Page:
This case went to the New Hampshire Supreme Court on appeal from the Superior Court.
R.D. Edmunds Land Holdings, LLC (hereinafter “the intervenor”) owns a 19-acre tract of land in Sanbornton’s General Agricultural District. In July 2020, they applied to the Zoning Board of Adjustments (hereinafter ZBA) for a special exception to the town zoning ordinance (hereinafter “ordinance”) to operate a gravel pit excavation site upon this tract. In Sanbornton, the ZBA may grant special exceptions to allow uses of land for excavation of earth materials within certain statutory restrictions. In August of the same year, the ZBA held a public hearing on the application, at which Juliana and David Lonergan (hereinafter “the plaintiffs”), abutters of the tract in question, expressed concerns that this excavation site would create noise and dust and affect traffic and the nearby aquifer; the ZBA decided they could not rule without additional information. Two hearings later, in February 2021, the ZBA granted the intervenor the special exception; in March 2021 the plaintiffs filed with the ZBA for a rehearing and, when the ZBA denied this, appealed the ZBA’s decision to the Superior Court, which denied it and affirmed the ZBA’s decision. The plaintiffs then appealed the Superior Court’s decision to the Supreme Court.
The Town of Sanbornton and the intervenor moved to dismiss the appeal, arguing that the Supreme Court lacked subject matter jurisdiction under RSA 155-E:9 because the plaintiffs had not filed for rehearing in a timely manner. The Supreme Court noted that a party may challenge subject matter jurisdiction at any time during the proceedings, including on appeal. In this instance, the town ordinance designated the ZBA as the regulator of excavation permits under RSA chapter 155-E and it incorporated the excavation permitting process into the special exception process allowing for a one-time permit process benefiting all parties. Thus, when the ZBA granted the special exception that also constituted the grant of an excavation permit under RSA chapter 155-E. Consequently, the timeliness of plaintiffs’ motion for rehearing was measured by a 10-day deadline specified under RSA 155-E:9 and not the 30-day deadline specified under RSA 677:2. Since the motion for rehearing was not submitted within 10 days of the ZBA’s decision, that rendered plaintiffs’ appeal untimely denying the Supreme Court subject matter jurisdiction to consider plaintiffs’ appeal.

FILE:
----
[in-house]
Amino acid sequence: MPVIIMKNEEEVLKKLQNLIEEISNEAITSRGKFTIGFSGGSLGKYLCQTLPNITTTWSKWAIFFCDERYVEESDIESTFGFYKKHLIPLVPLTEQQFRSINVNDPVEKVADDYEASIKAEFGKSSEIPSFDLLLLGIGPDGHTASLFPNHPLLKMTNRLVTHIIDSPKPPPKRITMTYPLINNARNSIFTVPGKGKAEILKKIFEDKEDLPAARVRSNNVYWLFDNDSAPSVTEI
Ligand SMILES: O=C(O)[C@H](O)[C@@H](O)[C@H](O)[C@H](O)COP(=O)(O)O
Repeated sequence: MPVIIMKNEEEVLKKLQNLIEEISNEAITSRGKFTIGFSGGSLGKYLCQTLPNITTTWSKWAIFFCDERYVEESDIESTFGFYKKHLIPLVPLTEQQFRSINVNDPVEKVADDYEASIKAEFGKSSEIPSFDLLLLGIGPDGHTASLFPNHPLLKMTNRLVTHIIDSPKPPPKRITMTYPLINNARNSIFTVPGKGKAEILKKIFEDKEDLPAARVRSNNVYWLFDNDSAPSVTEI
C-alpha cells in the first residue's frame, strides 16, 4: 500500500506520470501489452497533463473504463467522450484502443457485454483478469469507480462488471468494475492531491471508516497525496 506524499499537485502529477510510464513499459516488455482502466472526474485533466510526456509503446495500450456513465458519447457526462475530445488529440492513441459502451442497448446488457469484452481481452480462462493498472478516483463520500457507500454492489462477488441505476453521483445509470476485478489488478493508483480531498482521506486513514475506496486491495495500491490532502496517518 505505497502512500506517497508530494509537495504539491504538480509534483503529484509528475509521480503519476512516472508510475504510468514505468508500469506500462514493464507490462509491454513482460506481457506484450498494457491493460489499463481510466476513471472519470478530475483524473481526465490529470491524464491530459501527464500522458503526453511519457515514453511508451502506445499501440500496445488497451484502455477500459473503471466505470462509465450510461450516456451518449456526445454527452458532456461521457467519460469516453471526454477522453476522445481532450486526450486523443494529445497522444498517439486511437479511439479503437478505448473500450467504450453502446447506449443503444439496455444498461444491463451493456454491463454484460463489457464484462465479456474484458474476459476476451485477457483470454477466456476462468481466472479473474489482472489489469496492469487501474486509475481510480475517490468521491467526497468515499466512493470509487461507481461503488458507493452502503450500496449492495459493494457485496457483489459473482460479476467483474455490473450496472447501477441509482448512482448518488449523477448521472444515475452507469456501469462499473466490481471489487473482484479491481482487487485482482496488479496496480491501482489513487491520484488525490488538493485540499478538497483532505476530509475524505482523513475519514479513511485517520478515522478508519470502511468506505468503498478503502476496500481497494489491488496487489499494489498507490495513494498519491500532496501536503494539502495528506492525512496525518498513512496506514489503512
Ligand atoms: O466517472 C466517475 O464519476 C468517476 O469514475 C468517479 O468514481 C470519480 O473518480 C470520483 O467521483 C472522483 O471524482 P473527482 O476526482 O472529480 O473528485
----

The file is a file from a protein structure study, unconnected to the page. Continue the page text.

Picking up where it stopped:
The plaintiffs attempted to argue that the town meeting that designated the ZBA as the regulator was not duly warned and was thus invalid under RSA 155-E:1, III (a). However, under RSA 31:126, claims of statutory invalidity against municipal legislation are barred after five years, and the ZBA was made regulator more than five years prior to these proceedings, so the Court dismissed this argument. Additionally, the plaintiffs tried to claim that RSA 155-E:9 was not applicable to their untimely filing because RSA 155-E as a whole has to do with excavation permits, not special exceptions, and that this discrepancy meant that the notice of public hearing for the intervenor’s application constituted insufficient notice under RSA 676:7. The Court disagreed with this argument noting that RSA 676:7 only mandated notice of the time and place of the required public hearing and was silent on other information the notice must include.
The Court held that RSA 155-E:9 indeed applies to the plaintiffs’ appeal and that because they failed to file their appeal in a timely fashion, the ZBA and accordingly both Courts lack subject matter jurisdiction over it. The Supreme Court vacated the Superior Court’s order and remanded the issue with instructions for dismissal of the appeal.